Medline ® Abstract for Reference 75
of 'Actions of angiotensin II on the heart'
Amelioration by quinapril of myocardial infarction induced by coronary occlusion/reperfusion in a rabbit model of atherosclerosis: possible mechanisms.
Hoshida S, Yamashita N, Kawahara K, Kuzuya T, Hori M
BACKGROUND: The increased severity of the myocardial injury produced by coronary occlusion-reperfusion in models of atherosclerosis is associated with an increase in leukocyte accumulation in the ischemic myocardium. Expression of P-selectin, an adhesion molecule involved in the interaction between leukocytes and endothelium, is increased in atherosclerotic vessels. Long-term angiotensin-converting enzyme (ACE) inhibition has been shown to reduce atherosclerotic vascular change in experimental models.
METHODS AND RESULTS: We examined changes in the size of the infarct resulting from coronary occlusion/reperfusion in normally fed and cholesterol-fed rabbits that were chronically treated with quinapril. Infarct size was significantly larger in the cholesterol-fed versus normally fed rabbits. ACE activity in the ischemic and nonischemic myocardium was significantly reduced by quinapril. Chronic quinapril administration significantly ameliorated the increased myocardial injury in cholesterol-fed rabbits. Quinapril administration markedly increased the myocardial cGMP content and reduced the myeloperoxidase activity in the border region of the ischemic myocardium in cholesterol-fed rabbits. The enhanced expression of P-selectin in myocardial tissue of cholesterol-fed rabbits was also effectively reduced by quinapril treatment. The above effects of quinapril were eliminated by blockade of bradykinin B2 receptors or inhibition of nitric oxide synthesis.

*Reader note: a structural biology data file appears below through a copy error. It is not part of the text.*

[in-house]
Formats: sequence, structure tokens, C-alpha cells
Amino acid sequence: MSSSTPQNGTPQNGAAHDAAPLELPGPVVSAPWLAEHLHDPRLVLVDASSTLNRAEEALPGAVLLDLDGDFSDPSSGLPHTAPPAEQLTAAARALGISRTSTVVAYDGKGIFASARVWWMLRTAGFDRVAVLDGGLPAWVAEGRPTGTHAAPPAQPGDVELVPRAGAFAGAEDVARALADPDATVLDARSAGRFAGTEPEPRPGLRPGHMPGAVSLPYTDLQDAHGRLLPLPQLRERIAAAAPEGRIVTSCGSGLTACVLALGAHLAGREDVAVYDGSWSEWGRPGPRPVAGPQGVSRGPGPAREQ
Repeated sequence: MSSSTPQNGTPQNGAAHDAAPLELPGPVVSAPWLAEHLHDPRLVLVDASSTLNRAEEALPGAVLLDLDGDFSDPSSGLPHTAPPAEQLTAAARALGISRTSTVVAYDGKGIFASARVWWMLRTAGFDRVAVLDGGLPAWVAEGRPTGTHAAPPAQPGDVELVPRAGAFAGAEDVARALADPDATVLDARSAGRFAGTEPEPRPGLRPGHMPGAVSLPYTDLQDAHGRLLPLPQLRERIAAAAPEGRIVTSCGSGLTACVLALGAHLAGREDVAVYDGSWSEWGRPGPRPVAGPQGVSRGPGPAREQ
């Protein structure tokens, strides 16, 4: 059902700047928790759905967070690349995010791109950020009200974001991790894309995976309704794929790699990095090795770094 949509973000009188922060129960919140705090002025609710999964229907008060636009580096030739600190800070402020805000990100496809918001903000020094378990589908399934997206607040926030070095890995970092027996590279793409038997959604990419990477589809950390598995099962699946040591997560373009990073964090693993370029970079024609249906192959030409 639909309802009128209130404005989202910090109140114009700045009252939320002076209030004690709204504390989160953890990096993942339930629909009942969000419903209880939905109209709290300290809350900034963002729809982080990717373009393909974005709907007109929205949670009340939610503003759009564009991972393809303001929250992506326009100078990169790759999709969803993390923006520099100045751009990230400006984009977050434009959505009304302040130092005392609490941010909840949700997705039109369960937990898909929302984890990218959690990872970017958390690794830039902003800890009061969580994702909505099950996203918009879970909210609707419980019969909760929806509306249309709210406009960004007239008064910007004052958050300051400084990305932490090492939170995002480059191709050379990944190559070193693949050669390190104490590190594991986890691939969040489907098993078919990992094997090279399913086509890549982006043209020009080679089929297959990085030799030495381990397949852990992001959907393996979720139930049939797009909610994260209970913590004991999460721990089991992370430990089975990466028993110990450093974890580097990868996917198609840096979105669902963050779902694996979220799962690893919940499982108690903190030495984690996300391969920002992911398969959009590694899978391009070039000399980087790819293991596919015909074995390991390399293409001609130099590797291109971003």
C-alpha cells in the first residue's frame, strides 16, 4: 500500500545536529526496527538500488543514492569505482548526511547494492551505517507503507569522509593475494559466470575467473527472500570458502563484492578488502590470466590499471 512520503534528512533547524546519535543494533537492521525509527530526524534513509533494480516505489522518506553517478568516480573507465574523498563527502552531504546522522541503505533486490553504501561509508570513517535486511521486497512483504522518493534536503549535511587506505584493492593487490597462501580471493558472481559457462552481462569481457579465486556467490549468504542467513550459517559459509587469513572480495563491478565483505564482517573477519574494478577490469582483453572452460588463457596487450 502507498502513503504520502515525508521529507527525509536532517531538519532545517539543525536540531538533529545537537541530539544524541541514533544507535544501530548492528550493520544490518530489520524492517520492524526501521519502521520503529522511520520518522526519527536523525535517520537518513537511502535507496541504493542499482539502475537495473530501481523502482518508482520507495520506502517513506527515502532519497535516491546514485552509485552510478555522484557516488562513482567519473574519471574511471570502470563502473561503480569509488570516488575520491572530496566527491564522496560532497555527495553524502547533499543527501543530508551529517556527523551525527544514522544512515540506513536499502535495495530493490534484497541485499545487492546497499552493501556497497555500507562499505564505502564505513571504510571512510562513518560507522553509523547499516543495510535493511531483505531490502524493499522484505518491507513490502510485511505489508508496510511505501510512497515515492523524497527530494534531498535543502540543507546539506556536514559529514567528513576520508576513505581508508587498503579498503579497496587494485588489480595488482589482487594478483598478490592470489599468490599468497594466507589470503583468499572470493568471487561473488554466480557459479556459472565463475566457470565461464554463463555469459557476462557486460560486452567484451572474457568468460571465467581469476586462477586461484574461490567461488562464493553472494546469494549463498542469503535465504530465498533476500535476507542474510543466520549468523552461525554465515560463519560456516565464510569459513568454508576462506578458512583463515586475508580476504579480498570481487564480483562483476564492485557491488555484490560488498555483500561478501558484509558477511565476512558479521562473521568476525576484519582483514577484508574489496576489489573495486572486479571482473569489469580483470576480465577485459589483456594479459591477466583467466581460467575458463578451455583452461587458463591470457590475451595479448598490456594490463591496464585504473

CONCLUSIONS: Chronic quinapril treatment ameliorated the severity of myocardial injury produced by coronary occlusion/reperfusion in cholesterol-fed rabbits, possibly because of reversal of the enhanced interaction between leukocytes and endothelium in the ischemic myocardium via a bradykinin-related pathway.
Division of Cardiology, First Department of Medicine, Osaka University Medical School, Japan. firstname.lastname@example.org